In less than a year, Twitter has bid adieu to its version of stories called Fleets. Inspired by the success of Stories on Snapchat, Instagram, Facebook and WhatsApp, Twitter’s Fleets were also ephemeral and remaining true to its nature they’ll disappear on August 3.
In an official blog post, the company stated that Fleets failed to gain traction and could not inspire more users to join the platform or share their fleeting thoughts.
Though, the company claims that Fleets gave them some important insights and learnings which will be used to improve Twitter as a platform. Once Fleets is gone, users will see Twitter’s Clubhouse-clone active Spaces, on the top of their timelines on the mobile apps.
Twitter’s VP of Product, Illya Brown says, “we built Fleets to address some of the anxieties that hold people back from Tweeting, Fleets are mostly used by people who are already Tweeting to amplify their Tweets and talk directly with others.” Accepting that the product didn’t live up to the expectations, he states, “We’ll explore more ways to address what holds people back from participating on Twitter. And for the people who already are Tweeting, we’re focused on making this better for you.”
Now the micro-blogging platform plans to add Fleet’s feature to the Tweet composer to improve the regular tweeting experience. The features that will be implemented include – full-screen camera, text formatting options, and GIF stickers among others.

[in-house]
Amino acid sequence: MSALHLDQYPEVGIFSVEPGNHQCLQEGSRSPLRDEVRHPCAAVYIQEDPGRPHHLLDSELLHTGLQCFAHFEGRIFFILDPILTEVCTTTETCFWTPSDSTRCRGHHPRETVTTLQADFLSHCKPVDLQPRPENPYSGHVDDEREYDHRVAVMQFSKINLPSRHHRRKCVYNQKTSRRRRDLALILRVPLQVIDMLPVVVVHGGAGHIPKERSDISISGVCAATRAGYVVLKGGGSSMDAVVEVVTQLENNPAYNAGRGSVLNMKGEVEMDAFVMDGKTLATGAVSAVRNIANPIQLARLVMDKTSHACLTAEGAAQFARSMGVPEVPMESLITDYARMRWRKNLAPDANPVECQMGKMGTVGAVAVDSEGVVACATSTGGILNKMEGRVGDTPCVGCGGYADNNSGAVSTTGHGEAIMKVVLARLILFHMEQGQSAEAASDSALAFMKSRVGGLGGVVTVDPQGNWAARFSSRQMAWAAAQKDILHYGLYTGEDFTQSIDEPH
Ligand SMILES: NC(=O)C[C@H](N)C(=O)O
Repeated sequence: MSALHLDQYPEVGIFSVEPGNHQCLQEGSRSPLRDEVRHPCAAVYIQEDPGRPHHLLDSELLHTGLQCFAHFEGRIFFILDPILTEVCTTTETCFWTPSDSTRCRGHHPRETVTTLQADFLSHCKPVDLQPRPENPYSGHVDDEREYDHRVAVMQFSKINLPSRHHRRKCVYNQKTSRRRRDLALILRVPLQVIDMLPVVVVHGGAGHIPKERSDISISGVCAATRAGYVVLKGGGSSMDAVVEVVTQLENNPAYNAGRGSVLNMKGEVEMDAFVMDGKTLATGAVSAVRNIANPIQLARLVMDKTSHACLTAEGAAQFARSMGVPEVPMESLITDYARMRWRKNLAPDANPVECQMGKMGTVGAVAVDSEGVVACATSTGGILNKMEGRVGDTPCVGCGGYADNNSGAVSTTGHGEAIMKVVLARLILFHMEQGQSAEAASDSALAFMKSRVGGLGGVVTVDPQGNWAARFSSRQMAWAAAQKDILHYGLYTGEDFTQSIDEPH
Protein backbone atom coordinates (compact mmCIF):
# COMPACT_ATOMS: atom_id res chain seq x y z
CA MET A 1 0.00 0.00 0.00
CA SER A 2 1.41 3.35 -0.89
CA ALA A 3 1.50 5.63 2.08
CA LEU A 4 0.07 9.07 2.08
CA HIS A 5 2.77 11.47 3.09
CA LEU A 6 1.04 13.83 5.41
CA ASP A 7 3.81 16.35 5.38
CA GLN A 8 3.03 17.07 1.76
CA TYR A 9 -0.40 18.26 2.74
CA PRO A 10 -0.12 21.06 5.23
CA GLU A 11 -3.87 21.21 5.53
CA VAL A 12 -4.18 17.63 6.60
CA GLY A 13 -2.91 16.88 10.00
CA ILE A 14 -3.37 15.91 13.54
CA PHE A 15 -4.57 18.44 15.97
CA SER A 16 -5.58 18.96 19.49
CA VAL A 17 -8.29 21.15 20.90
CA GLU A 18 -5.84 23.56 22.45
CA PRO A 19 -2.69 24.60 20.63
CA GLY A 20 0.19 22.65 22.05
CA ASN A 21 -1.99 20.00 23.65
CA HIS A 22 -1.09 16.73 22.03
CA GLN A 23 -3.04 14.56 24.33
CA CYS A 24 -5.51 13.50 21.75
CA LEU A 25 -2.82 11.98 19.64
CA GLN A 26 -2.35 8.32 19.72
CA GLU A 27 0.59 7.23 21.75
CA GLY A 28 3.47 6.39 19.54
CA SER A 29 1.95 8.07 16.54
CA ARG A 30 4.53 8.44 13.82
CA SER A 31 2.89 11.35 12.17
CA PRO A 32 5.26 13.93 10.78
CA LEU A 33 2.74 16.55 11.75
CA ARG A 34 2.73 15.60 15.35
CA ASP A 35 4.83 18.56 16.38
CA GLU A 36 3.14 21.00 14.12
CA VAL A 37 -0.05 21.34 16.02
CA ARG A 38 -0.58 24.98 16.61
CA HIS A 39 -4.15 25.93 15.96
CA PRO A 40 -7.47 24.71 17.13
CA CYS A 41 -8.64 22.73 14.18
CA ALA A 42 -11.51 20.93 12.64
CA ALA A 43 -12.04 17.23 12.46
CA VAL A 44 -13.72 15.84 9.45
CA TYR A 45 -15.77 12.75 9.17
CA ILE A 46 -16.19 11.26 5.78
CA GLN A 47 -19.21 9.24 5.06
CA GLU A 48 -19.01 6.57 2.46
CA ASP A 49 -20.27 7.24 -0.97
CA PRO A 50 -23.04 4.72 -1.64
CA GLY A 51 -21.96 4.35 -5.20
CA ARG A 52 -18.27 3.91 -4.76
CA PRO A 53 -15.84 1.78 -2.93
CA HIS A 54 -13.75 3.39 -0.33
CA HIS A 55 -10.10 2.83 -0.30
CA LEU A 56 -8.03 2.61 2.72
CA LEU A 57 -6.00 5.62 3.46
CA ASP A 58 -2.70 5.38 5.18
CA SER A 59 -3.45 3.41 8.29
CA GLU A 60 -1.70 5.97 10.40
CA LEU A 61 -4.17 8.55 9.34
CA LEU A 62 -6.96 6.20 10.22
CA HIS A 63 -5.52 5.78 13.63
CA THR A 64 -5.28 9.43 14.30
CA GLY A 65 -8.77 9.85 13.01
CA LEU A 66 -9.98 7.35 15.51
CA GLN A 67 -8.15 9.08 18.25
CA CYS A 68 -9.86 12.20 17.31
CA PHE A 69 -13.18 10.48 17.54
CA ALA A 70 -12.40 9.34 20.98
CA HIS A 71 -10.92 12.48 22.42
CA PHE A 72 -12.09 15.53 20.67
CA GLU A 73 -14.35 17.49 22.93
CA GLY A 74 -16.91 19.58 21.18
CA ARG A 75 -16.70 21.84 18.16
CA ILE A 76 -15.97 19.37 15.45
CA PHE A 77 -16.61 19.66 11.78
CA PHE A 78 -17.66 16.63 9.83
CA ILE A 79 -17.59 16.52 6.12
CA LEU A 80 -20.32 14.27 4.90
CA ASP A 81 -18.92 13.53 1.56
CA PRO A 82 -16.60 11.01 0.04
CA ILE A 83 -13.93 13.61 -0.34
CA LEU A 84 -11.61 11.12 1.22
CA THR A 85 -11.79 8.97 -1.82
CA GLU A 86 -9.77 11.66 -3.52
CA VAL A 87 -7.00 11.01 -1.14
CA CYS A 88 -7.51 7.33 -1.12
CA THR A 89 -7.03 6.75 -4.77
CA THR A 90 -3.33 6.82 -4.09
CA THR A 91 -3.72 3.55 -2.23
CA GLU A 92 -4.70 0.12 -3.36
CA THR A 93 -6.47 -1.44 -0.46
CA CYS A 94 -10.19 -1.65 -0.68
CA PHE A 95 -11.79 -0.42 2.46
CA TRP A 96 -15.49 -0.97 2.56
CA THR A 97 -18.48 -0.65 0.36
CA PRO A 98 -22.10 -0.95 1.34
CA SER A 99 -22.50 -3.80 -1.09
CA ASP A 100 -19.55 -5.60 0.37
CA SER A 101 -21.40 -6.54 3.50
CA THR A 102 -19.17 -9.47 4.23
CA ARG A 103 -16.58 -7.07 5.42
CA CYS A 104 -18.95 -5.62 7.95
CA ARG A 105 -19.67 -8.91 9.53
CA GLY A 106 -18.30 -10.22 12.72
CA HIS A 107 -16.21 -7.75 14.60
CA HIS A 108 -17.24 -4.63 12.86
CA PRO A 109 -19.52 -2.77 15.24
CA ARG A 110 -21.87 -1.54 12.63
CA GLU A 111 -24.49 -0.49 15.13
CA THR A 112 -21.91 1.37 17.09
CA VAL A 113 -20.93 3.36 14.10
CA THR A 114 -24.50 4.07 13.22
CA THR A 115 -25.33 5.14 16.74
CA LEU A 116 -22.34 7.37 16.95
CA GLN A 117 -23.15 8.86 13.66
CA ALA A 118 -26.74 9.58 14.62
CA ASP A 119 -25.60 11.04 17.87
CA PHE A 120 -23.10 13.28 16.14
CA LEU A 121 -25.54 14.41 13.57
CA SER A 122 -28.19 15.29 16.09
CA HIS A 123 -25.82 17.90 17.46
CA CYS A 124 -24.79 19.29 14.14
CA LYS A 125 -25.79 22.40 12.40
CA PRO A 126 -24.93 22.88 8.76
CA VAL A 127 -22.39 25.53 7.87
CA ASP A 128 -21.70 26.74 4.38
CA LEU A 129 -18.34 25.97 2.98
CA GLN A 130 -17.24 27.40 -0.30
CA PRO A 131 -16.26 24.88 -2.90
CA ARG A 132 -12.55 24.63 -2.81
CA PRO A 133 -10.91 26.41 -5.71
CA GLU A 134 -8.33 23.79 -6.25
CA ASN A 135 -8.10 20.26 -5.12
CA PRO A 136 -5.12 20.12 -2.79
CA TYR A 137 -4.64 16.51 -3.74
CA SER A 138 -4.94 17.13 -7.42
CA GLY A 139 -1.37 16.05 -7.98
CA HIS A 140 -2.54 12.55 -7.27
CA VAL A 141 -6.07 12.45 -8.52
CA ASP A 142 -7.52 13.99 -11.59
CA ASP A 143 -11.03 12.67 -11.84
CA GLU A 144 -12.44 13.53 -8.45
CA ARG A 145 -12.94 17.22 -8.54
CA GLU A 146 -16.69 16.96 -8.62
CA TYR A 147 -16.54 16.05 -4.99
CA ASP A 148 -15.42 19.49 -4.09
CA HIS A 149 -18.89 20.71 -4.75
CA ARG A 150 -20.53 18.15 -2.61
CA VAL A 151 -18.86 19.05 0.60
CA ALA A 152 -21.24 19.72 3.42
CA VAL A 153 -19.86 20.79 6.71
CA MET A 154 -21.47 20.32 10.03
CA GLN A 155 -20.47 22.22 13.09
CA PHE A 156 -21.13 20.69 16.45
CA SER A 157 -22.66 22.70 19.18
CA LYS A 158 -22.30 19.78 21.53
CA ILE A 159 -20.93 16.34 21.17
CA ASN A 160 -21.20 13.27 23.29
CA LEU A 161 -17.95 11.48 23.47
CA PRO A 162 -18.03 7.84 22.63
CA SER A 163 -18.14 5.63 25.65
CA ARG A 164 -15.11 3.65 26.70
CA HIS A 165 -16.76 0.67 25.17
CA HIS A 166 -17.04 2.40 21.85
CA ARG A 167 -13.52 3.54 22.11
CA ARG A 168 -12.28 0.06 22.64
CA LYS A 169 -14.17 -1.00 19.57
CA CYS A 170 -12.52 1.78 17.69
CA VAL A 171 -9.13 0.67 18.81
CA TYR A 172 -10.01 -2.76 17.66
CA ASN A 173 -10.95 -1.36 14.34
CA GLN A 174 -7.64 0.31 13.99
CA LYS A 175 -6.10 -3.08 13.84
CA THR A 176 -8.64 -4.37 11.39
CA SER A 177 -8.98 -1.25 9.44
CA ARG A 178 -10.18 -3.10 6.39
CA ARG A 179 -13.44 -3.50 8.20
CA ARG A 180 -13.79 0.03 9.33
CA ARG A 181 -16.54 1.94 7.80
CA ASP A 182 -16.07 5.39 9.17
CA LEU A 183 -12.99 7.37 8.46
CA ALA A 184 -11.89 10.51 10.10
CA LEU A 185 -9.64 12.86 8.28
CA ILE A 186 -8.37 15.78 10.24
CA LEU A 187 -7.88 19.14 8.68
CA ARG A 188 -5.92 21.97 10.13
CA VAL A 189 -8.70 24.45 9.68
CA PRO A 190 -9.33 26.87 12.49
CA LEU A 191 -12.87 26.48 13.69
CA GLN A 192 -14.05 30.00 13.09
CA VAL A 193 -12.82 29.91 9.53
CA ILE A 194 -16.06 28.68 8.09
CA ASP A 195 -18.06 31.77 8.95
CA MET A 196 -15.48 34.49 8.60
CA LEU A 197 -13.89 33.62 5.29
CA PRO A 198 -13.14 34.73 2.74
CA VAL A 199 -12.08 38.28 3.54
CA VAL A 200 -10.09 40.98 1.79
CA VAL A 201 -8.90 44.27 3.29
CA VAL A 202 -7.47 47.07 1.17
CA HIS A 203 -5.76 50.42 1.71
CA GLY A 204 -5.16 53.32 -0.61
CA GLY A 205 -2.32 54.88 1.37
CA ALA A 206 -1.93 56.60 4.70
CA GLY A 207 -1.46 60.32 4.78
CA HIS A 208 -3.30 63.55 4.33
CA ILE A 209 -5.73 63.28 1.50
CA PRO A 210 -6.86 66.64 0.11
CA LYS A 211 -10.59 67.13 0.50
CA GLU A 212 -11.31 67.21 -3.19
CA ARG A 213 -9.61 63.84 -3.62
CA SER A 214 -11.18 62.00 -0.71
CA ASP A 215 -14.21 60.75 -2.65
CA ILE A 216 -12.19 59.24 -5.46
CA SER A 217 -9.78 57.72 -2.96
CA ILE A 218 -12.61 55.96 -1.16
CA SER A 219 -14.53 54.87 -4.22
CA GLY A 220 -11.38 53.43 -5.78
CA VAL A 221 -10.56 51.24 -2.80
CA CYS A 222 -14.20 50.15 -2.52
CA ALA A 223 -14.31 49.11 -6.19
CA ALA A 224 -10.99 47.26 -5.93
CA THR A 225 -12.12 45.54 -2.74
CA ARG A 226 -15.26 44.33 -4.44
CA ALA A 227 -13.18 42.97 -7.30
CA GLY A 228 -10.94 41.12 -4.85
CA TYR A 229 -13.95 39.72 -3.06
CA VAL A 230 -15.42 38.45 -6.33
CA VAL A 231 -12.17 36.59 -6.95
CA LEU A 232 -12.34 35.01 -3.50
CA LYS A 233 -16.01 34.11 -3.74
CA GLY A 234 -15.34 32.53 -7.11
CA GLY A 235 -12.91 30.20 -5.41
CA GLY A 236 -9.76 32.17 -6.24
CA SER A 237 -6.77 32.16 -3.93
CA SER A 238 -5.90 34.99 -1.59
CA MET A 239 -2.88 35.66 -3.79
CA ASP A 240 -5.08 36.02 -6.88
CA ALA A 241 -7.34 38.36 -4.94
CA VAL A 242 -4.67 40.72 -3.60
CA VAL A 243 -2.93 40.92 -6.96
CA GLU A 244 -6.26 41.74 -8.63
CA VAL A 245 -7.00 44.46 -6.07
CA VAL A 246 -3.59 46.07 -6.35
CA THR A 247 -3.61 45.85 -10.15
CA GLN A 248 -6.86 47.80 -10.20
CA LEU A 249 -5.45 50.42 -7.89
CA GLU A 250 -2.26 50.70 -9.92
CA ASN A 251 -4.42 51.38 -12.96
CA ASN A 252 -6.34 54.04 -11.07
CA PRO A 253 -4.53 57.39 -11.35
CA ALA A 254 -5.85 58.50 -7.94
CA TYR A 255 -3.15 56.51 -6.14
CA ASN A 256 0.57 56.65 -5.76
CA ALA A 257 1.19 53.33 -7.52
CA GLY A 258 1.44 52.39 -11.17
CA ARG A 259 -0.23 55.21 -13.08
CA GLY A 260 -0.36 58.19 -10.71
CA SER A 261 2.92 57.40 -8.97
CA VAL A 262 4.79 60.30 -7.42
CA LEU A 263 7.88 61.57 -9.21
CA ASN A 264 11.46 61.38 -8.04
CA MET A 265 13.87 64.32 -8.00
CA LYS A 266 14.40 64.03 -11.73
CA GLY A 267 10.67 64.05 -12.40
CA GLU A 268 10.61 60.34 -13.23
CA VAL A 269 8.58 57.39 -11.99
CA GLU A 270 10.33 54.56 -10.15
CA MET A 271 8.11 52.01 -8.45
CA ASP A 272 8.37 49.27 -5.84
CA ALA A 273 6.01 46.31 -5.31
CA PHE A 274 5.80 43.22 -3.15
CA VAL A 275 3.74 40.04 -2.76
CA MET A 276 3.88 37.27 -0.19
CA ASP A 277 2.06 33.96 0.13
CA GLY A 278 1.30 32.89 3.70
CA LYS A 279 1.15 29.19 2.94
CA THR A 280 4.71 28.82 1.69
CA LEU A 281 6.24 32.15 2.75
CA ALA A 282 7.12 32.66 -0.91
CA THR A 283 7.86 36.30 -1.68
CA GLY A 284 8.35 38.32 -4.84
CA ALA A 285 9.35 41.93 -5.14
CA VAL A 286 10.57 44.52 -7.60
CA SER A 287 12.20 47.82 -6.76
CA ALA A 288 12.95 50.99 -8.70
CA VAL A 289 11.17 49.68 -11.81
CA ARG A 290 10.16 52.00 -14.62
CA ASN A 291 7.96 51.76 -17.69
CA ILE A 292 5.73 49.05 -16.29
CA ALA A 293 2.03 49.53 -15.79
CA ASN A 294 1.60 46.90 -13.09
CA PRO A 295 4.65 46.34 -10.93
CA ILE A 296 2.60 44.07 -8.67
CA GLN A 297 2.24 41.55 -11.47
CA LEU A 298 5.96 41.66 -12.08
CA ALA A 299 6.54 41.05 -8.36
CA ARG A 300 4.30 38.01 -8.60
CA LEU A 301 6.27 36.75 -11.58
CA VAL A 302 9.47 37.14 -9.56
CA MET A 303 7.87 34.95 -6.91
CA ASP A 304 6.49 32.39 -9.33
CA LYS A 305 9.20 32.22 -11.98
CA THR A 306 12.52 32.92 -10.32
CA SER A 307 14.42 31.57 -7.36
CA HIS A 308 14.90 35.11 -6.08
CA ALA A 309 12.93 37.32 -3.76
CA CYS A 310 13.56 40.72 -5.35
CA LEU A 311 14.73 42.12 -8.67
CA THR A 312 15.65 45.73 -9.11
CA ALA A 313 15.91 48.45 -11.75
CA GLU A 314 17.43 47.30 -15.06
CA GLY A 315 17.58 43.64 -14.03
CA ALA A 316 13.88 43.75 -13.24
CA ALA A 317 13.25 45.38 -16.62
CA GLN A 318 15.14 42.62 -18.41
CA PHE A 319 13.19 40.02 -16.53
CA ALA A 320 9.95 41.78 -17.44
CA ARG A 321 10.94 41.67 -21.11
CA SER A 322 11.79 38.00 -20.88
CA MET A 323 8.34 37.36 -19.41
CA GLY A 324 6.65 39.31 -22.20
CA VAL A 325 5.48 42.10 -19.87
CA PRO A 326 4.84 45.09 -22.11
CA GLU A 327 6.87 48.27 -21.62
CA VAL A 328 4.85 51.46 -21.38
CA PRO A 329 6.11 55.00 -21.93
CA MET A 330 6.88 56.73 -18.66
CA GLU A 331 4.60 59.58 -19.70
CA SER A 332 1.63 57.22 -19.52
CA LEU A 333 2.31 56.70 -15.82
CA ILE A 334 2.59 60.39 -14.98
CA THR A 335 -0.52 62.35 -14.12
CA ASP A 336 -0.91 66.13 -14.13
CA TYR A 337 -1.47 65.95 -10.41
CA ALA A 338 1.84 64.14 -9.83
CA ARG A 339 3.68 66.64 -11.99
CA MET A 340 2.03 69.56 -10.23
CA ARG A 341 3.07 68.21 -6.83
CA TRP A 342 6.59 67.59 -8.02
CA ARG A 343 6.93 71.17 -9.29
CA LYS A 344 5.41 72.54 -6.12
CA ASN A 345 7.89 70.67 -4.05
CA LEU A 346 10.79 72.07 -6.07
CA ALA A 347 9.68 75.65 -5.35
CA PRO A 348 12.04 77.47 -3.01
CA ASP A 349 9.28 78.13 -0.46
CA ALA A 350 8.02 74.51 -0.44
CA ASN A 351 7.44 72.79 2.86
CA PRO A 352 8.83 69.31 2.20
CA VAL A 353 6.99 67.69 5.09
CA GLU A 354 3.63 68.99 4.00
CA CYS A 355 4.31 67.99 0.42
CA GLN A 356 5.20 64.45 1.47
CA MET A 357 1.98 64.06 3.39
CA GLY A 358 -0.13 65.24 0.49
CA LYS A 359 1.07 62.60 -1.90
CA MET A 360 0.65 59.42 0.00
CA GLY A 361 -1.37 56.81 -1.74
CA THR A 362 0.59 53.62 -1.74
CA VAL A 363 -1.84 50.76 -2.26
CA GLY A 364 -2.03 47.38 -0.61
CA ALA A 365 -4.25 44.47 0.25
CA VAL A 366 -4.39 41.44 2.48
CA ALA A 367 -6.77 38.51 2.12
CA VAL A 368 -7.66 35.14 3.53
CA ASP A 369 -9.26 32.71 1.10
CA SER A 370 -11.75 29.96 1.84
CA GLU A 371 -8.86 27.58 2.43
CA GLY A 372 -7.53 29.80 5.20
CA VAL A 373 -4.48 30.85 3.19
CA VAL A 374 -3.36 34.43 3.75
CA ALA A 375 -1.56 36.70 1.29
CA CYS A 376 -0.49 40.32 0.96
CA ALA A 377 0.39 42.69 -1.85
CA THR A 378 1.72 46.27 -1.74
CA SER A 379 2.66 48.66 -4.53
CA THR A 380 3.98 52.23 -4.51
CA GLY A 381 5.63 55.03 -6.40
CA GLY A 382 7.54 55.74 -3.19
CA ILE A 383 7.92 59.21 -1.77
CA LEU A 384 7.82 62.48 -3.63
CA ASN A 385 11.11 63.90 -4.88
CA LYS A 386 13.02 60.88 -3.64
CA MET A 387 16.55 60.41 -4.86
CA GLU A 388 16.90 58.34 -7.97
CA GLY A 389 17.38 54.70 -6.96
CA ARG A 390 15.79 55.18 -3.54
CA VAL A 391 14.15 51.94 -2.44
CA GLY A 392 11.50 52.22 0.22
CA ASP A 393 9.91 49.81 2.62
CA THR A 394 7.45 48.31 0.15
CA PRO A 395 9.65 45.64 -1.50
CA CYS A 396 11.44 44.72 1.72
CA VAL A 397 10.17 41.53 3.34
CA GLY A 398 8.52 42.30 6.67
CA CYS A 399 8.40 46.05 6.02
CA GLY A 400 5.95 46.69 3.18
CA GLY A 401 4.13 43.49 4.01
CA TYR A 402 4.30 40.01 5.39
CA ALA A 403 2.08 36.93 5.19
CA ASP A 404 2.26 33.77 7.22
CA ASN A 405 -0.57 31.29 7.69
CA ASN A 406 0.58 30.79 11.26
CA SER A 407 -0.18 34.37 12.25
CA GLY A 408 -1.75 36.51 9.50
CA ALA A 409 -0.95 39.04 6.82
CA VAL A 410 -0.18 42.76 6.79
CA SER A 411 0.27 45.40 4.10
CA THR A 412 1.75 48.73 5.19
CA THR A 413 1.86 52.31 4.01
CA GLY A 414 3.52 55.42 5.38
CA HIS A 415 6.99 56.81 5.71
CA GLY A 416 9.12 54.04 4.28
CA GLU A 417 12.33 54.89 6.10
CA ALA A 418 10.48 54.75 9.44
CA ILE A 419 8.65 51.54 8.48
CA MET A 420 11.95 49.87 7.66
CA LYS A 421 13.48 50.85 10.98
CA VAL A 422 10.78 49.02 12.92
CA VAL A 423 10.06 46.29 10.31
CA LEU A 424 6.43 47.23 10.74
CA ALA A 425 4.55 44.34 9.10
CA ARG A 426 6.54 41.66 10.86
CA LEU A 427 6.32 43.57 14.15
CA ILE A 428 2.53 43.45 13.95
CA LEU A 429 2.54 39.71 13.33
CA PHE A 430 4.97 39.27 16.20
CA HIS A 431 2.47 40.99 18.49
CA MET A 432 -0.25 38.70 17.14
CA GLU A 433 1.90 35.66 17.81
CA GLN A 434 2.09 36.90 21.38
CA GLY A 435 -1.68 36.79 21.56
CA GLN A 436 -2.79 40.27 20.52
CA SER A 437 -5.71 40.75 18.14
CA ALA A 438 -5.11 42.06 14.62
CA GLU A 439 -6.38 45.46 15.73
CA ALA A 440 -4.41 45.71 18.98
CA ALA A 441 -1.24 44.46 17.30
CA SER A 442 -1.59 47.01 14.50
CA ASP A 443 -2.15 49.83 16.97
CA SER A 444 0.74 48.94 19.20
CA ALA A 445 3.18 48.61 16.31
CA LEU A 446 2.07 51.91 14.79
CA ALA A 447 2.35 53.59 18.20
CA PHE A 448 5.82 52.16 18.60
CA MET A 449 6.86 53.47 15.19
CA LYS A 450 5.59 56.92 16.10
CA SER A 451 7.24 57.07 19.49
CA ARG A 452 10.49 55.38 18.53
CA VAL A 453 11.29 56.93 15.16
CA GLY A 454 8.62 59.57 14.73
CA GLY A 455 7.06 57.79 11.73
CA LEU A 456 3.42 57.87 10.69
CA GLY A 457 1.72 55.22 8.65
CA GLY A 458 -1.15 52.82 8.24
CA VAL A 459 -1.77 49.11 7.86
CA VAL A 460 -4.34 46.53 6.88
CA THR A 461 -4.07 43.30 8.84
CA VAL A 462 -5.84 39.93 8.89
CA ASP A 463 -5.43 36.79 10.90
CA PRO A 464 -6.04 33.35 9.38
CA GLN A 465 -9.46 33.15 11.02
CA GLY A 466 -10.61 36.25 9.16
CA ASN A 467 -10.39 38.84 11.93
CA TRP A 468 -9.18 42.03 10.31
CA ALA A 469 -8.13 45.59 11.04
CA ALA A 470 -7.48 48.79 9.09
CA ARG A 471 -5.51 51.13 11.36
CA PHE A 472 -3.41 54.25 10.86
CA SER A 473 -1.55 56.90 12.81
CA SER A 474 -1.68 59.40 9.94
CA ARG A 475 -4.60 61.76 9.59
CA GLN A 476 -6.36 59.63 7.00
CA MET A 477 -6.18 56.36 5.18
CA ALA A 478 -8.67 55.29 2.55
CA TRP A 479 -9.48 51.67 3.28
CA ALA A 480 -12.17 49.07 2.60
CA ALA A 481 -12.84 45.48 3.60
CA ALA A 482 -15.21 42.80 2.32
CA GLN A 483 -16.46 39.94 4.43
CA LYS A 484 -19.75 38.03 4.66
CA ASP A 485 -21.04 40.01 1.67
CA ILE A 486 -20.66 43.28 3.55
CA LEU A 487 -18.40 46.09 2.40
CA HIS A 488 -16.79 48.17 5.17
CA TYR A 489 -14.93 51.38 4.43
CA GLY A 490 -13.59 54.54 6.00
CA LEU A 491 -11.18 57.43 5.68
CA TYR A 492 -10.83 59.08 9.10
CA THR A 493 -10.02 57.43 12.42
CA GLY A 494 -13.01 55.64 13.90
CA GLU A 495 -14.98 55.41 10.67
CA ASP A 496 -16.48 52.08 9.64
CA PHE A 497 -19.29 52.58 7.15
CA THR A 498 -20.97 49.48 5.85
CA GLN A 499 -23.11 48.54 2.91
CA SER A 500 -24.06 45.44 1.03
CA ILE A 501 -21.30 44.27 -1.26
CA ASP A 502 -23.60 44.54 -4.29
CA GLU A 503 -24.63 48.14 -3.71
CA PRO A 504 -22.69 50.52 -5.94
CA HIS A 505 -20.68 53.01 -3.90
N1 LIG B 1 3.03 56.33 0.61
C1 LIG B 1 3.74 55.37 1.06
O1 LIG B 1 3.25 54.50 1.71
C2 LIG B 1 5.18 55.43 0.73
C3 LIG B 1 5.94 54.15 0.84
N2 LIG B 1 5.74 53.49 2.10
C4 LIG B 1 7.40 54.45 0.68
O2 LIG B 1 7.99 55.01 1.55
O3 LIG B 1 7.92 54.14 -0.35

Twitter had recently announced that it will monetize Fleets with full-screen text and video ads, however, due to low usage the company wasn’t successful in generating revenue. Though it is not sure if the advertisements will continue to appear at other places on the social media platform.
Twitter has, of late been, testing various new features like an array of emojis so that users can express themselves better, Twitter Blue and since the Spaces got decent traction, it introduced ways for content creators to generate some additional revenue using Super Follows and Ticketed Spaces.
Promising to evolve as a platform, Brown said, “If we’re not evolving our approach and winding down features every once in a while – we’re not taking big enough chances. We’ll continue to build new ways to participate in conversations, listening to feedback and changing direction when there may be a better way to serve people using Twitter.”